Artist-in-residence Clare Burnett's Folded gives public a fresh look at Leighton House Museum

By Culture24 Reporter | 12 December 2011
A photo of a dining table adorned with blue floral sculptures inside a dining hall inside a grand old house
© Clare Burnett/Anne Purkiss
Exhibition: Folded, Leighton House Museum, London, until January 5 2012

The job of artist-in-residence at Leighton House, the magnificent 19th century home of one of the finest painters in British history, might be a slightly intimidating prospect for an artist.

Faced with her new title at Frederic Leighton's Holland Park pad, Clare Burnett took one look at the walls and headed straight off to Turkey. But her departure was all part of the plan.

"I started by looking at the tulip motif which runs through the tiles, fabric and furniture and at the material quality of the tiles," she explains.

"The tulips originated in Iran and Turkey, and travelled west in the bags of European diplomats. I went to Iznik and Istanbul to research both tiles and tulips further."

She ended up in several tile-filled mosques in the Turkish capital, where she found slabs from the Ottoman Empire, layers relating to Christian and Islamic themes, and even British grandfather clocks.

"Like Leighton House, these buildings wrap up their culturally and visually rich interiors," she says, relating their design back to the house's late 19th century extension, the two-storey Arab Hall, which accommodated its incumbents haul of tiles from his sojourns to the Middle East.

"The tiles were made of quartz, which gives them the absorbent quality you feel so strongly in the Hall. It's painted with pigments, mainly cobalt and copper oxide – materials which I use to make my paints – then glazed, again in quartz."

When she returned from a trip she calls "key to the rest of my residency", Burnett decided to concentrate on "the physical qualities of the house" and "the global travel of goods", realising she had become "distracted, or maybe seduced, by the decoration".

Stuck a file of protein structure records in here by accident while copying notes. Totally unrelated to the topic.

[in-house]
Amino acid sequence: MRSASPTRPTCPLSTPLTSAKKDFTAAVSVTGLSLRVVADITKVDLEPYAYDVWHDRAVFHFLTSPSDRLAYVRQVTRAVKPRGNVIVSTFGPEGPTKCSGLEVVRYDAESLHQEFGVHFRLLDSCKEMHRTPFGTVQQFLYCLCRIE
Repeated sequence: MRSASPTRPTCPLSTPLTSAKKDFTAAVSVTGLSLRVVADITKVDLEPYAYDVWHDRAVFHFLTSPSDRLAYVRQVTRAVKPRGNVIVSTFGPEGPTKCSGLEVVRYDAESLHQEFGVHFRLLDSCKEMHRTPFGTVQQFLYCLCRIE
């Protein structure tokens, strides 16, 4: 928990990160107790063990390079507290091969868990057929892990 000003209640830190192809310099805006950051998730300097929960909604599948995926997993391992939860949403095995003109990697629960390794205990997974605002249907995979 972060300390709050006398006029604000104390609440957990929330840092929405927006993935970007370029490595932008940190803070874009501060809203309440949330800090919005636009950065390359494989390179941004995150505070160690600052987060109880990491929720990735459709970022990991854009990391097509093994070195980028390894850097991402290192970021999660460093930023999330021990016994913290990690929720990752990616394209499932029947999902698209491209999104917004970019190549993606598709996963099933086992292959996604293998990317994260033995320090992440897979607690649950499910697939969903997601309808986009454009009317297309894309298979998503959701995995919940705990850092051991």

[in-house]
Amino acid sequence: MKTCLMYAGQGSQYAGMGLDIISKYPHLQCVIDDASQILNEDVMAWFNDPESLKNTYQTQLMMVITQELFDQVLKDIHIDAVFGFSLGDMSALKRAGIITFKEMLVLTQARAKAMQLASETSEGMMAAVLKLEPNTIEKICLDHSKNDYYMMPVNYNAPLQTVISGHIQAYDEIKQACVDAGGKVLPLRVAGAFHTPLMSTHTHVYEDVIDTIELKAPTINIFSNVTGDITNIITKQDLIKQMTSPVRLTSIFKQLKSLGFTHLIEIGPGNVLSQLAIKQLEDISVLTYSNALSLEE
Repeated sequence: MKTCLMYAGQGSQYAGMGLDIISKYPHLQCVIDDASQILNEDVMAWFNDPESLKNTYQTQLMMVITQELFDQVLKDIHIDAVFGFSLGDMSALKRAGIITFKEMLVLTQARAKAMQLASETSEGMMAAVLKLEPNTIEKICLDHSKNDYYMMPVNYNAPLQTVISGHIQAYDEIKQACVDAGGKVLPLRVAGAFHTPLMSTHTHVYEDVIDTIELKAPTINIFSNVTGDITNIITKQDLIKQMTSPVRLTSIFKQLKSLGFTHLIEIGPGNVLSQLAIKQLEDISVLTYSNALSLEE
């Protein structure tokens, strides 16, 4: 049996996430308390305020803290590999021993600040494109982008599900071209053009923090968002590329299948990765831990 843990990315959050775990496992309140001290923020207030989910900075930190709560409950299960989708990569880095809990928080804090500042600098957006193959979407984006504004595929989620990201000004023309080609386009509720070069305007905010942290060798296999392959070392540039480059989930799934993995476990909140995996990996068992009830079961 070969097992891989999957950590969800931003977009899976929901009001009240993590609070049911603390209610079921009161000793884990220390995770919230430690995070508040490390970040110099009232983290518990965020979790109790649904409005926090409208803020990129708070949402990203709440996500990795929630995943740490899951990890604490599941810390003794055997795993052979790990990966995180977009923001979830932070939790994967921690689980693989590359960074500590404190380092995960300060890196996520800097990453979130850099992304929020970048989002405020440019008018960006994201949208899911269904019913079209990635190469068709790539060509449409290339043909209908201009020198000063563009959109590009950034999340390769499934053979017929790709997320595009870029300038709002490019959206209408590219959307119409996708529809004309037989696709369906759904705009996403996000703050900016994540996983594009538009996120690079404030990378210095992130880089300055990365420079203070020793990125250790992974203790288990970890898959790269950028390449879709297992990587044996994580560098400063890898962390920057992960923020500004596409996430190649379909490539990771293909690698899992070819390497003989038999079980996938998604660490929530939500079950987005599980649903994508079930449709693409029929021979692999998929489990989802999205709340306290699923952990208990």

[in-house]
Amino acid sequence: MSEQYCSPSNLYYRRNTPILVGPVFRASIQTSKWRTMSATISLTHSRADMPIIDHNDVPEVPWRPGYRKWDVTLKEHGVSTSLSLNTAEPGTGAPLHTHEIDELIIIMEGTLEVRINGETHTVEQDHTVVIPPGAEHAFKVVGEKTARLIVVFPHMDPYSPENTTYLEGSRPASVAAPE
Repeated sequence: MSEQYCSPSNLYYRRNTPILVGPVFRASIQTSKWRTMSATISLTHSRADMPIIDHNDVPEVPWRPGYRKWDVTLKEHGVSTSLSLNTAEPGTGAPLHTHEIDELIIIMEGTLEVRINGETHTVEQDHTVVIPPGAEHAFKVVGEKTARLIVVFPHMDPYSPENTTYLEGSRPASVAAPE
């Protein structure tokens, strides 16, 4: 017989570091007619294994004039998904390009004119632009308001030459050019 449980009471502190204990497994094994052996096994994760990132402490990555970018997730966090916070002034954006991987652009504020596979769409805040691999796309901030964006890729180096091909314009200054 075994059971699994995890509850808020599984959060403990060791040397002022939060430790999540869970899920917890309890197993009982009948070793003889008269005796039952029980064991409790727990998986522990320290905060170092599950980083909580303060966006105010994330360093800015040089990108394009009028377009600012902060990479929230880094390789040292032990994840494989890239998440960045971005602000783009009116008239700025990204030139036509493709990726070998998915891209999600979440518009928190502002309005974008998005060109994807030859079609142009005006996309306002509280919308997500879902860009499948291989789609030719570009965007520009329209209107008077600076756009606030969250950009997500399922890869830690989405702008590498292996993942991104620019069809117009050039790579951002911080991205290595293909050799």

Turning to the paintings by the former Royal Academician the House contains, she discovered the gulf between his "design flamboyance and painterly restraint", as well as his "drapery" – the ripples, folds and creases Leighton was consumed by, often being acclaimed as the best of his kind at crafting.

The student of architecture and Renaissance works began crumpling and endlessly contorting paper and boxes she found on the streets, paring them down and then contrasting them with the opulence of the venue, setting colours against darkness, discarded materials against ancient walls and hues and glues against chocolate box decadence.

"At first I thought this residency would just be about how I might work in a historical space, which I had wanted to do for some time.

"But I've been surprised by the way so many themes running through my work have been brought together and made sense of. I want the work to help the visitor see other things in the space."

  • Open 10am-5.30pm (except Tuesday, closed December 25-27, January 1). Admission £5/£3 (includes free readmission for 12 months).

More pictures:

An image of a Renaissance painting of two figures on a stone floor above mountains and seas
Lord Leighton, Greek Girls Playing at Ball© By permission of East Ayrshire Council
A photo of artworks showing paintings of Edwardian women on the wall of a grand ancient house
© Clare Burnett/Anne Purkiss
A photo of three red and orange sculptures inside a contemporary gallery
Unfolded (shown in front of two works from the Wrapped series)© Clare Burnett/Anne Purkiss
A photo of three blue boxes on a pavement on a city street
Street Box Blue© Clare Burnett
More on the venues and organisations we've mentioned:
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